I walked outside listening but heard nothing…I was looking for signs of fur or blood but saw nothing. The ravens however were going berserk screaming like crazy. As I stood in my driveway (for maybe two or three minutes) I heard a crack from above and looked up into a stand of young redwood trees and the lion came down (not very gracefully). I was NOT very far from it (maybe 25-30 feet) and my first instinct was to run (and I turned to do so) but I knew better so I froze and turned around to face the lion. I had a shirt (from the laundry) still in my hand and I held it up to “look bigger.” We locked eyes. It was in a pouncing stand but I had the feeling it wasn’t going to attack me now that I was not running. Then from somewhere to the right of the crouched lion another one with a collar on (Paul) jumped on it…the two tussled and then both ran off following each other back in the direction they came.
Paul was definitely the bigger lion but they were both very large. I couldn’t tell you if it was a fight or love making attacking. It seemed like a tussle more than super vicious…and it happened very quickly.
Definitely no photos—but vivid memories I will not forget.
I think the two were playing? and Paul chased the one up the tree. My cat was safely under the bed the whole time so I think what I heard initially was the two getting into it and then got to witness the 2nd scuffle. The scuffles were quick…second or two long.
that’s all I know…in 18 years of living and hiking here this is the first encounter I have had with a mountain lion.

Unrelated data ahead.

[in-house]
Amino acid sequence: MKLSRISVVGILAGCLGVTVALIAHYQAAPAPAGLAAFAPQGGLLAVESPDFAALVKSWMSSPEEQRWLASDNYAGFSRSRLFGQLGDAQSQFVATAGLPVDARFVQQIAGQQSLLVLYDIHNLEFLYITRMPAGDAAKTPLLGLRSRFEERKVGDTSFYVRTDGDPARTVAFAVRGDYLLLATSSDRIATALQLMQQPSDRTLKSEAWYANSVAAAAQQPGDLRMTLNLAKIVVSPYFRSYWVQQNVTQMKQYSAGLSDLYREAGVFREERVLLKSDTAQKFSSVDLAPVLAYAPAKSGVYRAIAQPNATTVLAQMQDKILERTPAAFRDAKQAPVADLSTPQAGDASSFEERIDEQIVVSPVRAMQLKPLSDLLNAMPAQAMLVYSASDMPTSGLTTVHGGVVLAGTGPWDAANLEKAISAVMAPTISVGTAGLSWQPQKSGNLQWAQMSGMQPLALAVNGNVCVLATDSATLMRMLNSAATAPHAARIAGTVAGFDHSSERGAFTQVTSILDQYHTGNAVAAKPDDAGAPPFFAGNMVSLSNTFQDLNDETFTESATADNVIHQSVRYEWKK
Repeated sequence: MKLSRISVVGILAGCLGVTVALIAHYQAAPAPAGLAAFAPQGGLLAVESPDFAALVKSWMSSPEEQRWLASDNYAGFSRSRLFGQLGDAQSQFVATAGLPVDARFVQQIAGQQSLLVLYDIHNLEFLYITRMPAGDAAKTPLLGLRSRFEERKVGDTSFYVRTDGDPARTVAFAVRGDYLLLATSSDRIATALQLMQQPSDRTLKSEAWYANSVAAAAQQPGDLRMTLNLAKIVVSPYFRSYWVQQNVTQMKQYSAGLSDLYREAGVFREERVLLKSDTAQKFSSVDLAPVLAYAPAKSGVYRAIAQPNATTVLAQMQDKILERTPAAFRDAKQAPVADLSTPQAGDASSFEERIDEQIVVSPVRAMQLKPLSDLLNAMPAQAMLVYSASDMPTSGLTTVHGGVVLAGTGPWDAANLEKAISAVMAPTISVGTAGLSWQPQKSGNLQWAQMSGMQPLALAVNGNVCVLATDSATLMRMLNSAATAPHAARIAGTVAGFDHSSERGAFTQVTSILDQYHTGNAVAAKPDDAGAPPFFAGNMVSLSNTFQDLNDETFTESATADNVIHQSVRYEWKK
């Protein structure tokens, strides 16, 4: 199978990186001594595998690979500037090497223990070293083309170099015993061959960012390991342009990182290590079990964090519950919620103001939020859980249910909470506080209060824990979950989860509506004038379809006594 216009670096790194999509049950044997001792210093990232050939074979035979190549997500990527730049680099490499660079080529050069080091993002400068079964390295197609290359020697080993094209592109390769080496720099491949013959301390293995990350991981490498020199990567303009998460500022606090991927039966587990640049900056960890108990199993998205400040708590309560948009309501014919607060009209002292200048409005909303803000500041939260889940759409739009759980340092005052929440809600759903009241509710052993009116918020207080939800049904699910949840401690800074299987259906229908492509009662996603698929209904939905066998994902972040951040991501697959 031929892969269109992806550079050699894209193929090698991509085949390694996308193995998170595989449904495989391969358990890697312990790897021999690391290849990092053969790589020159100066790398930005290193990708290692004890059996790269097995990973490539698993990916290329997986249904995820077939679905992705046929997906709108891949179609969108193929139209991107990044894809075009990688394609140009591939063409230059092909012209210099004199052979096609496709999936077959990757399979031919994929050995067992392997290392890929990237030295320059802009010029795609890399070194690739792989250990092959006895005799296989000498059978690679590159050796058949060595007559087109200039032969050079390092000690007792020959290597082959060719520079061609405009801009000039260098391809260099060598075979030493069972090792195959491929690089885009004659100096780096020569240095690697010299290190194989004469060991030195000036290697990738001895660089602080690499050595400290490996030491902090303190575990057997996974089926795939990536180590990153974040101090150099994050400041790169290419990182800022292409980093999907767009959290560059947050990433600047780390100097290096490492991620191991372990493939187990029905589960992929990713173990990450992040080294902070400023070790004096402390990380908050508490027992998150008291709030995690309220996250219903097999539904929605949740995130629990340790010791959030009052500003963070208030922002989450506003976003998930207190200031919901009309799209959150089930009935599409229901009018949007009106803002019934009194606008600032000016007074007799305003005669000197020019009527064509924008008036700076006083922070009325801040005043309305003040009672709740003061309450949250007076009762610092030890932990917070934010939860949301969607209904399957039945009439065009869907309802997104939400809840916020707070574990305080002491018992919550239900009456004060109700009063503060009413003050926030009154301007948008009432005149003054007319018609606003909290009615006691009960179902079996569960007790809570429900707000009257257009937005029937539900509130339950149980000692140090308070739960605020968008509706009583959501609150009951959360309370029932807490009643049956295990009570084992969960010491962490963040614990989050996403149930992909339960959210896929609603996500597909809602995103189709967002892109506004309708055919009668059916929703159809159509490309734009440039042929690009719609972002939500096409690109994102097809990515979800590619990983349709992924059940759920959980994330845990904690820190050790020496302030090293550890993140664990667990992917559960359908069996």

They were larger than I imagined in real life…and so fast! Really magnificent creatures!
After P14 was killed, residents of the area called for a better outcome. “We need to learn to live with these magnificent animals. Farmers with livestock need to more carefully be responsible for the care of their animals. Both the sheep and this mountain lion had to die. It is a sad ending for all,” said Sea Ranch resident Dianne Rasmussen.
Planning for predators
During the time we tracked Paul, we established that livestock and his smaller domestic cousin, the common house cat, were among the food items on his radar. Using GPS location clusters over a period of time, we have been able to reconstruct some of his dietary habits, and will continue to retrospectively investigate as many of the other kills he made while being tracked.
It does not surprise me that Paul killed 12 sheep, and it does not surprise me that he was killed as a result. In the wild, prey animals are on constant alert; in contrast, domesticated animals have had the flight instinct bred out of them and are highly vulnerable.
Mass depredation events, or mass killings like this, mostly happen when livestock or domesticated animals in our care are kept in enclosures or areas that are not sufficiently predator-proof and do not offer an escape route. Felines respond to chasing things that run from them, and in the turmoil of a lion in a sheep enclosure, no sense prevails in the chaos. Essentially, we are witnessing an unnatural response to an unnatural situation.
In very the same week, our team was called to conduct a lion capture in Healdsburg after an uncollared mountain lion killed four sheep. Research assistant Alex Hettena and field volunteer Ginny Fifield set a trap for the lion, who returned to the site but did not enter the cage. After an earlier depredation event, these landowners took all the right steps to protect their flock in their main grazing location. Unfortunately, the sheep were moved to a temporary pasture away from their regular enclosure and the lion made an opportunistic move.
In this case, the owners opted to work with us to attempt to collar the lion for the regional study and shore up their predator plan.
Toward a better future
Ultimately, the question our region grapples with is do we value top-carnivores—and the crucial role they play in our own survival—enough to plan for their welfare when we introduce pets and livestock into their range?
For those of us who take on the responsibility of owning and caring for livestock or pets, we do it with the understanding that their welfare depends on the provision of a safe, predator-proof environment. We also know that if we value our wild neighbors, we must remain vigilant against creating an irresistible lure.